How much will this cost?” he asks. It’s the question at the heart of any business transaction: Is this new car, this plane ticket, this iPad worth the asking price?
But the man sitting before me is not a customer in an automobile showroom or an electronics store. He is my patient in the emergency department, and he is weighing whether to undergo the chest CT scan I have just recommended.
“I’m uninsured,” he says. “I lost my health coverage when I got laid off from my job three years ago. This is all coming out of my pocket.”
An ex-smoker in his late 40s, he has been coughing up increasing amounts of bloody sputum over the past month. What began as occasional, tiny red flecks has progressed to thick crimson streaks he can no longer ignore.
“I can only give you an estimate,” I say, “but I’m guessing a chest CT scan plus the radiologist’s fee will run in the neighborhood of $2,000.”
Like most emergency physicians, I have catalogued in my brain an endless litany of precise numbers—physiologic parameters, normal lab values, weight-based drug doses. But when it comes to knowing the costs of the myriad tests, medications and treatments that I routinely order for patients, I can offer little more than a rough estimate.
“I was afraid you’d say something like that,” he says. “I figured CT scans don’t come cheap.” He sighs quietly. “I’m raising my 8-year-old daughter on a pretty lean budget.” He looks thin in his hospital gown and a shade pale, a few days of graying stubble on his chin.
“But I’ve been worried about this for too long,” he says. “I know I need to have it.”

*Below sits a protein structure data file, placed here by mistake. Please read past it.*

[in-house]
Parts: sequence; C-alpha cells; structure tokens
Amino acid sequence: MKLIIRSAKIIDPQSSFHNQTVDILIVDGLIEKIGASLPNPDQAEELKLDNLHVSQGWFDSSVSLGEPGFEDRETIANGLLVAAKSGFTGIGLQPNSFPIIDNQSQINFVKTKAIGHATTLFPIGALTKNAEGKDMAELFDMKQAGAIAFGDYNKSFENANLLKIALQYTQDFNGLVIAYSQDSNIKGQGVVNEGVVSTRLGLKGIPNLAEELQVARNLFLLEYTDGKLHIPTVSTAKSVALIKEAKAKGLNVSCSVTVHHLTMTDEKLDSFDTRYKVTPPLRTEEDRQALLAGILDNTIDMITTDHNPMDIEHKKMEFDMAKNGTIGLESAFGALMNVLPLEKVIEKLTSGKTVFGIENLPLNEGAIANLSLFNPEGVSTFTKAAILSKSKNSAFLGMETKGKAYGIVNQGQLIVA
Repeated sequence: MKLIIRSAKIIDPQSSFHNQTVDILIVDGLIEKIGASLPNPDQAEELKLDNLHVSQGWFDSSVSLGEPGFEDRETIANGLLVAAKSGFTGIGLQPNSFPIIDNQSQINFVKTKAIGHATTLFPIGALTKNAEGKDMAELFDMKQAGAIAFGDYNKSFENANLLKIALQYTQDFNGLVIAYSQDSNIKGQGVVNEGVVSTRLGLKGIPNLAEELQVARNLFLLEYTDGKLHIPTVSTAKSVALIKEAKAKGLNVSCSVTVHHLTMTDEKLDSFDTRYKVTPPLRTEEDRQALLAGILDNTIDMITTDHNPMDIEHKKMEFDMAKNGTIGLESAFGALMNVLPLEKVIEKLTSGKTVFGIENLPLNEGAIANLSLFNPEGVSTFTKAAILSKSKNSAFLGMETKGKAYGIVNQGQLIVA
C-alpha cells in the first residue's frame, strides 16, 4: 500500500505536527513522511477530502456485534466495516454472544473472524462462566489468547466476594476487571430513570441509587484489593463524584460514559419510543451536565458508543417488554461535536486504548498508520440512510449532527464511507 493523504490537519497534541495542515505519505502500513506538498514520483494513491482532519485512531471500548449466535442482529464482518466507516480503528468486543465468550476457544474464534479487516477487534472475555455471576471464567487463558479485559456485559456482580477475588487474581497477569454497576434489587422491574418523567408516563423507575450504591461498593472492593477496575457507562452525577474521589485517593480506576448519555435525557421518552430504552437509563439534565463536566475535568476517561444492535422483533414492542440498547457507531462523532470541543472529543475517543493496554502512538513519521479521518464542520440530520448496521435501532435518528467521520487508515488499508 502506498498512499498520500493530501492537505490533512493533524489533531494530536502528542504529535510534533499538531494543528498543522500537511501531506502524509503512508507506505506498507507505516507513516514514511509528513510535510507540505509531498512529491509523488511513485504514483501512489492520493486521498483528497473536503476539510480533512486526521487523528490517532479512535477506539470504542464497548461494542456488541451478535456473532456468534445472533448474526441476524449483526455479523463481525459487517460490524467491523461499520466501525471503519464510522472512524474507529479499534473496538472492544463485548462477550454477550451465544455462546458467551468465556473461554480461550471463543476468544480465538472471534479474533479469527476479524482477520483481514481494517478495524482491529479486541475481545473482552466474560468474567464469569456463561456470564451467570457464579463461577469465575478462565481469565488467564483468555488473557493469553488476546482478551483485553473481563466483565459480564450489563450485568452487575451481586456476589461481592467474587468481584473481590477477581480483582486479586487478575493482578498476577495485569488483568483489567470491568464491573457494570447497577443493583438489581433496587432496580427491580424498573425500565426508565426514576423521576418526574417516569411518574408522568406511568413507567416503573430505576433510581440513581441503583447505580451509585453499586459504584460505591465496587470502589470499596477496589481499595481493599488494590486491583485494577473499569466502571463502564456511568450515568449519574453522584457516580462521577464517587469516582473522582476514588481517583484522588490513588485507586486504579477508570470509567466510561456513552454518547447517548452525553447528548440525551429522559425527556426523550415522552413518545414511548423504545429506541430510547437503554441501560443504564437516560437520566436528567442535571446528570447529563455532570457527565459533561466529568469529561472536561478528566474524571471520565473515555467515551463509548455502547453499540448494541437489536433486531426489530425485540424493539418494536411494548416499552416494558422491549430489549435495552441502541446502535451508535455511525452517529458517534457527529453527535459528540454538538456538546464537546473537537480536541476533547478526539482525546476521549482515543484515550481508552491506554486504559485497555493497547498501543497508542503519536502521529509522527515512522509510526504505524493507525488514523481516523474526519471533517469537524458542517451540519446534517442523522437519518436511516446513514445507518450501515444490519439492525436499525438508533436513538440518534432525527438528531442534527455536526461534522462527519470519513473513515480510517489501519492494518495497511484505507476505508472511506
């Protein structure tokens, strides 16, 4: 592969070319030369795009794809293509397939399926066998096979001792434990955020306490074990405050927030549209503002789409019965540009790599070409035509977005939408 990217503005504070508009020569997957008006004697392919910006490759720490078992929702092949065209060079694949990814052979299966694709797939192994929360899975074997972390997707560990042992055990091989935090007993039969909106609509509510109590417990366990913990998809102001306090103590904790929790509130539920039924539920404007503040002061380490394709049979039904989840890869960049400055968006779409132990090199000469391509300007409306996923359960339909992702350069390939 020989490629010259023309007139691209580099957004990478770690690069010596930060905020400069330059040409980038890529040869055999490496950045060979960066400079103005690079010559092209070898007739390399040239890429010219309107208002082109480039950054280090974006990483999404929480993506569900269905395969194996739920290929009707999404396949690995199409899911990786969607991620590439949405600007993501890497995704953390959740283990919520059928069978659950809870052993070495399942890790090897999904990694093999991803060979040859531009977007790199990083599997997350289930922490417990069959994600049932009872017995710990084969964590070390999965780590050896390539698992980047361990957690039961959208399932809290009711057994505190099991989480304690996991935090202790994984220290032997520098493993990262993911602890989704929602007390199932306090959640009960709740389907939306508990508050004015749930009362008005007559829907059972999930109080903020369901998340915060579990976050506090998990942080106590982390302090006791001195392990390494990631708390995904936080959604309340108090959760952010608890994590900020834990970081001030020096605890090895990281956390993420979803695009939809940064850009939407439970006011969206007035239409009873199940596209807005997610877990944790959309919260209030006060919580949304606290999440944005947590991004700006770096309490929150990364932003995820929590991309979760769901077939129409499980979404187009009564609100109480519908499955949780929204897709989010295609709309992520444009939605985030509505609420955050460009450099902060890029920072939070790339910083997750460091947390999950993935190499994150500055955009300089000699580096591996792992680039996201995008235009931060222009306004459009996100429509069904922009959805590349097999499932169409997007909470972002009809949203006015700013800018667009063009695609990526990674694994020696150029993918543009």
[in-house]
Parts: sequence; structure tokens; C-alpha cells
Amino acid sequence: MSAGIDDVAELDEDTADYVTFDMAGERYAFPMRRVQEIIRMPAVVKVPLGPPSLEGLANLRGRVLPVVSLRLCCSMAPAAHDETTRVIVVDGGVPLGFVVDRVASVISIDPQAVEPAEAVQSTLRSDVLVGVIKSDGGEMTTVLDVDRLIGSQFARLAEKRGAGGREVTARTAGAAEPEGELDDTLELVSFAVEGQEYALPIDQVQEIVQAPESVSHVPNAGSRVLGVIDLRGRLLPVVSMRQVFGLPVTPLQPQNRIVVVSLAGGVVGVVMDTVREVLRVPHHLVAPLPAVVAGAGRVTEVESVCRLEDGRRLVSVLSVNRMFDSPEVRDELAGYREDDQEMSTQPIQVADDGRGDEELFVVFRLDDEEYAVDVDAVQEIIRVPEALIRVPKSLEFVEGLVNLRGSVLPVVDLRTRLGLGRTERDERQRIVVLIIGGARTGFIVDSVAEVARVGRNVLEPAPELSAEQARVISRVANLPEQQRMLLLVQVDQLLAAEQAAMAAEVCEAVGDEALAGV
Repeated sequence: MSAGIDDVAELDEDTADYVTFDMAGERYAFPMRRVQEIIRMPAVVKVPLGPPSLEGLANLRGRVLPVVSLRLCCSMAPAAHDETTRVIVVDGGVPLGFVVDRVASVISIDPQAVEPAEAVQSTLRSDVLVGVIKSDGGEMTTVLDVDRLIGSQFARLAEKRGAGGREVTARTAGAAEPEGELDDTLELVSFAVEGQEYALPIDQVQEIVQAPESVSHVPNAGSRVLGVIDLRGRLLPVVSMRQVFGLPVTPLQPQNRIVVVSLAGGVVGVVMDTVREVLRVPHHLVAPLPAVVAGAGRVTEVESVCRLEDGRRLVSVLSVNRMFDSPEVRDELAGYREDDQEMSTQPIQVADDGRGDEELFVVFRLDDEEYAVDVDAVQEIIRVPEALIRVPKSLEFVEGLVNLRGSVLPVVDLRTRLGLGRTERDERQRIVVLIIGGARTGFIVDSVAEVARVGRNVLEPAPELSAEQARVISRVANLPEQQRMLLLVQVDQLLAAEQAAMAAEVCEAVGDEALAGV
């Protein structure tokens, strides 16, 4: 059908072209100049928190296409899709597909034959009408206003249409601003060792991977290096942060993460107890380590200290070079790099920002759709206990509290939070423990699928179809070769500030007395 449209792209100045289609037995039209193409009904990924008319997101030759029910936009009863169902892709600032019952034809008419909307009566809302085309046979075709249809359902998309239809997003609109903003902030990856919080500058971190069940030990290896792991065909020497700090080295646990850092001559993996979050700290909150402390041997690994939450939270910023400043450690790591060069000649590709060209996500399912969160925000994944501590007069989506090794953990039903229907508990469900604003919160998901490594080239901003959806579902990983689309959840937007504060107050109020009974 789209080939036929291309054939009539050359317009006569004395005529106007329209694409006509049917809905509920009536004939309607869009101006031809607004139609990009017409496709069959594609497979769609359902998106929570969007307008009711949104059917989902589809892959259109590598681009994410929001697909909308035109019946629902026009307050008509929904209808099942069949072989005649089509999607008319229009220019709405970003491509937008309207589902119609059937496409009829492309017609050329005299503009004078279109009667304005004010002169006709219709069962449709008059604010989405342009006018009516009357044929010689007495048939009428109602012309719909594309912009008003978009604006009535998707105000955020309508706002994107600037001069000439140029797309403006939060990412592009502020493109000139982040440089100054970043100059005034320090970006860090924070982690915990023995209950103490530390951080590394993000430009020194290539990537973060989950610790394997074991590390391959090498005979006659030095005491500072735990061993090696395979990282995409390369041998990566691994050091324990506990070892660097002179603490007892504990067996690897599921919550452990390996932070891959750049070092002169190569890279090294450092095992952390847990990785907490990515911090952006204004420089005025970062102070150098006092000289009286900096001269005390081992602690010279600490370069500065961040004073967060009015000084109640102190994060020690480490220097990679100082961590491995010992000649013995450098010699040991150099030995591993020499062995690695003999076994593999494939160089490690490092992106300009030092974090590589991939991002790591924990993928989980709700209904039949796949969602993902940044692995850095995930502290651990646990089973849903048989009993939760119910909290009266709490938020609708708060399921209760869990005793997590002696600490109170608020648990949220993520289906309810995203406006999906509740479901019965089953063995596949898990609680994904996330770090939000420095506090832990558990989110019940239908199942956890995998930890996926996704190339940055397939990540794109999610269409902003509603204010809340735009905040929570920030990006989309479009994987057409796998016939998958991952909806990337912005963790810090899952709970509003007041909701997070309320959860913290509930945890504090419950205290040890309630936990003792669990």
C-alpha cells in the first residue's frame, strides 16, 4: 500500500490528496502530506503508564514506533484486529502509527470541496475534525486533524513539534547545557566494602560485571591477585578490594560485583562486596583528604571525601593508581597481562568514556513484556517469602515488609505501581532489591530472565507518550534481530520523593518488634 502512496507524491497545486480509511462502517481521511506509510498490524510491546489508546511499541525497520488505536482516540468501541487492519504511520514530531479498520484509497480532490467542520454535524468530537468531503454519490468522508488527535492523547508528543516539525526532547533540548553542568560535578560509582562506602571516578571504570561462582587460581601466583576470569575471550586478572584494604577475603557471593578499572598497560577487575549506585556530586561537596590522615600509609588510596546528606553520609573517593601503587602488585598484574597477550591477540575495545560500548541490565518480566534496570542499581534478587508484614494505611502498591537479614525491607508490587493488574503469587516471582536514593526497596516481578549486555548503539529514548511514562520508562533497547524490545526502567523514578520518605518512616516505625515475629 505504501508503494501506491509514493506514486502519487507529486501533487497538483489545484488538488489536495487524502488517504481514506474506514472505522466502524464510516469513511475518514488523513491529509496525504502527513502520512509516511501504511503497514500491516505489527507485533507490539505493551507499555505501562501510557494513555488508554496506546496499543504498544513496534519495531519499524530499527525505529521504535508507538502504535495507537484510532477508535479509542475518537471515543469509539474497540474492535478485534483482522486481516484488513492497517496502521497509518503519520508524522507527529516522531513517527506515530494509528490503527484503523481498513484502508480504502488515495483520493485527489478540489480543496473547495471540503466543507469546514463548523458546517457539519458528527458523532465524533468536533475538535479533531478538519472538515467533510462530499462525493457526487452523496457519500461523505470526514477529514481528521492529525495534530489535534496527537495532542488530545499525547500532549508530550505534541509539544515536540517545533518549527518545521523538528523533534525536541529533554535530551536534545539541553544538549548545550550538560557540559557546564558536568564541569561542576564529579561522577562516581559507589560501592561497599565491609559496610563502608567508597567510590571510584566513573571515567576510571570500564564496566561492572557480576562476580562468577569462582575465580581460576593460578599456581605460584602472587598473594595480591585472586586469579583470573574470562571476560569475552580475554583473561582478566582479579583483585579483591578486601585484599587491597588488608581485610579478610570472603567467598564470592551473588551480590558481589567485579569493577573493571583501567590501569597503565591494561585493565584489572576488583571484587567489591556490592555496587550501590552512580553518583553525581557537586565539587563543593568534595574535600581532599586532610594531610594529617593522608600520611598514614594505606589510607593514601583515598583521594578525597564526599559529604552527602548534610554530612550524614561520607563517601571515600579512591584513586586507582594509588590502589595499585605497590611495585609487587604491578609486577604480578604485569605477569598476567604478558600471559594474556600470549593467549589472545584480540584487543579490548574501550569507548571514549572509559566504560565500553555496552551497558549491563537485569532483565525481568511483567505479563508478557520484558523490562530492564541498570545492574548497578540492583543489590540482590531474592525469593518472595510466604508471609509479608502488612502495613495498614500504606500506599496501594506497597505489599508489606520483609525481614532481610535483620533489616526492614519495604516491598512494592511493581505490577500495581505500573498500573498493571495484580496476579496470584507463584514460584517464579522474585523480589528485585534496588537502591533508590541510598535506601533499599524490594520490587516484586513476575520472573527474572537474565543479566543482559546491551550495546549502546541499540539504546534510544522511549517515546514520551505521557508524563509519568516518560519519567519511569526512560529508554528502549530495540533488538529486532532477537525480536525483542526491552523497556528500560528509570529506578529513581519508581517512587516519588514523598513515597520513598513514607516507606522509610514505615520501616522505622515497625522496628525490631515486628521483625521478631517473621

An hour later, I am seated at my computer scrolling through digital CT images while the radiologist on the phone describes the findings.
“In the hilum of the left lung there is a 4.5 centimeter lesion very likely to represent malignancy,” she says. My gaze falls on the irregularly shaped white mass, its tiny tentacles invading the delicate latticework of the surrounding lung tissue.
“Unfortunately, it gets worse,” the radiologist says. “There are also multiple scattered smaller lesions throughout both lungs, highly suspicious for metastases.”
There was a time during medical school and residency when I regarded abnormal clinical and radiographic findings with intrigue. I remember the excitement of hearing my first heart murmur. Of palpating a thyroid nodule. Of visualizing an ovarian mass on pelvic ultrasound.
But after years of clinical practice and countless patient encounters, I now find it difficult to view abnormal findings separately from the human lives they affect. I see an elderly woman’s hip X-ray, knowing that the fracture line coursing through the femoral neck likely spells the end of her days of independent living. A peculiar bright patch lighting up in the brain’s left hemisphere on an MRI scan signifies that a man will no longer be able to grasp a pen or a coffee mug in his right hand, will never again be able to speak a meaningful word to his family.
I hang up the phone, my eyes lingering on the CT images, the sinister white lung mass and its small-but-ominous satellites. And I am aware of their significance—that a middle-aged man will not live to see his daughter’s wedding.